Last week, I was approved by the credentialing body of my denomination; that is, the panel agreed that I am ready to begin professional ministry. It was really exciting, and also a moment in which I could take some time to remember my call to ministry, or why I was doing this at all.
One thing I like about the fact that we call it that is that, in a lot of ways, being called to ministry reminds me of a phone call.
It’s an important message. And for me, the important message has built up through the time of my life to be this: Theresa, there’s important work for you to do.
One of the stories I relate to in this regard is the story of Elijah. He’d just done a lot of work for God and he was tired and cranky.
And God said, “Elijah, go stand on the mountain. I’ll be there in a while.”
So Elijah went. And the very next thing that happened was a hurricane. And the rain came down and the wind blew and things shook apart and came together, and Elijah waited and did not see God in the hurricane.
The next thing that happened was an earthquake, and the rocks broke and everything moved around, and God was not in the earthquake.
The next thing that happened? A big fire on the mountain. Elijah didn’t see God in the fire.
And then, a still small voice. That’s how God showed up. It makes me laugh a little bit. I spent part of my childhood on the beautiful island of Puerto Rico. I remember hunkering down during powerful storms that would bend the trees to touch their roots. It was a fearsome thing. Naturally, I might expect that God would be found in such a display of nature’s power. But that right there is the point.God is in the business of exceeding my expectations, always being, always becoming, in moments when a store clerk slows the pace of her work to be extra kind to me. And after travel, I am back home in the Pacific Northwest. Drinking a glass of water from home reminds me of the goodness that flows beneath every circumstance. God doesn’t have to be big, doesn’t have to be loud, doesn’t always show up with fireworks. It is because God is interested in the goodness of the ordinary that there is a place for me in God’s work. Doing small things with great love is an idea mistakenly attributed to Mother Teresa. I don’t know who actually said it, but they point out the right direction.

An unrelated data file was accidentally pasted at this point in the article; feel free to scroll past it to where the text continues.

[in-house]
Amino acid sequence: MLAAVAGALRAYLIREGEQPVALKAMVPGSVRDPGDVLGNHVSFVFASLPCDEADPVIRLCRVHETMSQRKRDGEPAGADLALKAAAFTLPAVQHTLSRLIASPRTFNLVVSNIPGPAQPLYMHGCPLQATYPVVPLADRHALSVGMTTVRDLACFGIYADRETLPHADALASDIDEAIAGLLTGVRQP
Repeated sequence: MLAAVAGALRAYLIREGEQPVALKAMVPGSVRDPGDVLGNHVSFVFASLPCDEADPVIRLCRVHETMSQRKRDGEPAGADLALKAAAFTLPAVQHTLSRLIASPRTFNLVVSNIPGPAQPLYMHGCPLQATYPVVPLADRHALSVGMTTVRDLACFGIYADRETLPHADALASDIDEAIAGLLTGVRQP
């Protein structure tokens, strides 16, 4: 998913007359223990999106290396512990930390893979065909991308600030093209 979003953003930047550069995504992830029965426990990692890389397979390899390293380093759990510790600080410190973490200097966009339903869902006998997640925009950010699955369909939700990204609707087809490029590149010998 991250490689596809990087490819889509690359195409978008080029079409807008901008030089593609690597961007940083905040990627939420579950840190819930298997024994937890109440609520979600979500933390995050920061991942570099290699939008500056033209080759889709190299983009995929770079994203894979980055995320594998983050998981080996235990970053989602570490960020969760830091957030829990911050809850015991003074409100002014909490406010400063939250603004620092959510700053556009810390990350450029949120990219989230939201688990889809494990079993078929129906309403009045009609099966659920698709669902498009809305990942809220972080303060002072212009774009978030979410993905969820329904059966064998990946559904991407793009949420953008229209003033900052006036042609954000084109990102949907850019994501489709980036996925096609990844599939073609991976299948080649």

I identify with that tiny, quiet call, inside and outside of life’s events. Big things happen. Small things happen. Still, they urge me forward to do this work. And while I relate to the Bible as a set of important stories, I also relate to the idea that we humans are the ones who are here, to do the work, to share each other’s burdens and to move justice forward.
So, I’m really grateful for all the ways that I’ve been called to this work, a special message over time that says, “Theresa, please, join the work with us.”